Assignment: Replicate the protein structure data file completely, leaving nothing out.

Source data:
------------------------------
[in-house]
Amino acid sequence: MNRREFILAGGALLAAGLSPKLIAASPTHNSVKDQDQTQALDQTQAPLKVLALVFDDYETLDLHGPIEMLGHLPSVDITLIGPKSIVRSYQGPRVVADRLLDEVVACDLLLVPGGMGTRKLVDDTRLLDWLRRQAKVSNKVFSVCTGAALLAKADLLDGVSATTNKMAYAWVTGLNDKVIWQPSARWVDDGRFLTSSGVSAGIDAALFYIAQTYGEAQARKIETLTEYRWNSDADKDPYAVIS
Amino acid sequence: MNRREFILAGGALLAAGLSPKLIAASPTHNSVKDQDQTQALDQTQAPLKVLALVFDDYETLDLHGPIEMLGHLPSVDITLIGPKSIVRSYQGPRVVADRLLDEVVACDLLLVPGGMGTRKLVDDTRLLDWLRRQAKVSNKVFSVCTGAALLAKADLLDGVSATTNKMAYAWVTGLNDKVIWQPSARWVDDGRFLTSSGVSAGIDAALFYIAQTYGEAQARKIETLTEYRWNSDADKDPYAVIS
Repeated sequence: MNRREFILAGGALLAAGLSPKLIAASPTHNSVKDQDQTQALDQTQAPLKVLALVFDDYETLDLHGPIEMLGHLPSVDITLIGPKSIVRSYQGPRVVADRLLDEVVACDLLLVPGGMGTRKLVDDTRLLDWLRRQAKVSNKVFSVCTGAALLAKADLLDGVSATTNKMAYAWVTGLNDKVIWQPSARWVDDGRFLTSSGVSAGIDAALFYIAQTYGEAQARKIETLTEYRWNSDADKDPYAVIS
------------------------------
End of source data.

[in-house]
Amino acid sequence: MNRREFILAGGALLAAGLSPKLIAASPTHNSVKDQDQTQALDQTQAPLKVLALVFDDYETLDLHGPIEMLGHLPSVDITLIGPKSIVRSYQGPRVVADRLLDEVVACDLLLVPGGMGTRKLVDDTRLLDWLRRQAKVSNKVFSVCTGAALLAKADLLDGVSATTNKMAYAWVTGLNDKVIWQPSARWVDDGRFLTSSGVSAGIDAALFYIAQTYGEAQARKIETLTEYRWNSDADKDPYAVIS
Amino acid sequence: MNRREFILAGGALLAAGLSPKLIAASPTHNSVKDQDQTQALDQTQAPLKVLALVFDDYETLDLHGPIEMLGHLPSVDITLIGPKSIVRSYQGPRVVADRLLDEVVACDLLLVPGGMGTRKLVDDTRLLDWLRRQAKVSNKVFSVCTGAALLAKADLLDGVSATTNKMAYAWVTGLNDKVIWQPSARWVDDGRFLTSSGVSAGIDAALFYIAQTYGEAQARKIETLTEYRWNSDADKDPYAVIS
Repeated sequence: MNRREFILAGGALLAAGLSPKLIAASPTHNSVKDQDQTQALDQTQAPLKVLALVFDDYETLDLHGPIEMLGHLPSVDITLIGPKSIVRSYQGPRVVADRLLDEVVACDLLLVPGGMGTRKLVDDTRLLDWLRRQAKVSNKVFSVCTGAALLAKADLLDGVSATTNKMAYAWVTGLNDKVIWQPSARWVDDGRFLTSSGVSAGIDAALFYIAQTYGEAQARKIETLTEYRWNSDADKDPYAVIS